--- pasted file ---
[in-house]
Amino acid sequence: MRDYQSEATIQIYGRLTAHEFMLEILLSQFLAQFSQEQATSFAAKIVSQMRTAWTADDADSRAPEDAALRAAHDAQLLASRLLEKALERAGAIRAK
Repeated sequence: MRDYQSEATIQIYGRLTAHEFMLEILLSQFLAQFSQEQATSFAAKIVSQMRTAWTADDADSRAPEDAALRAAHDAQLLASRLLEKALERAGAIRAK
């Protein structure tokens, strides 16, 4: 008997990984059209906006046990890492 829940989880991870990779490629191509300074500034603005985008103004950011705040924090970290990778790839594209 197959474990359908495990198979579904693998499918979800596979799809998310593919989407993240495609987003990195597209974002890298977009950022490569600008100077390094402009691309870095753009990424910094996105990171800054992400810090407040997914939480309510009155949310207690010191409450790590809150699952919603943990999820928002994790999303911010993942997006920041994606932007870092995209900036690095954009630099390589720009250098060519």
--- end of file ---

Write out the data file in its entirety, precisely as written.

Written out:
[in-house]
Amino acid sequence: MRDYQSEATIQIYGRLTAHEFMLEILLSQFLAQFSQEQATSFAAKIVSQMRTAWTADDADSRAPEDAALRAAHDAQLLASRLLEKALERAGAIRAK
Repeated sequence: MRDYQSEATIQIYGRLTAHEFMLEILLSQFLAQFSQEQATSFAAKIVSQMRTAWTADDADSRAPEDAALRAAHDAQLLASRLLEKALERAGAIRAK
């Protein structure tokens, strides 16, 4: 008997990984059209906006046990890492 829940989880991870990779490629191509300074500034603005985008103004950011705040924090970290990778790839594209 197959474990359908495990198979579904693998499918979800596979799809998310593919989407993240495609987003990195597209974002890298977009950022490569600008100077390094402009691309870095753009990424910094996105990171800054992400810090407040997914939480309510009155949310207690010191409450790590809150699952919603943990999820928002994790999303911010993942997006920041994606932007870092995209900036690095954009630099390589720009250098060519």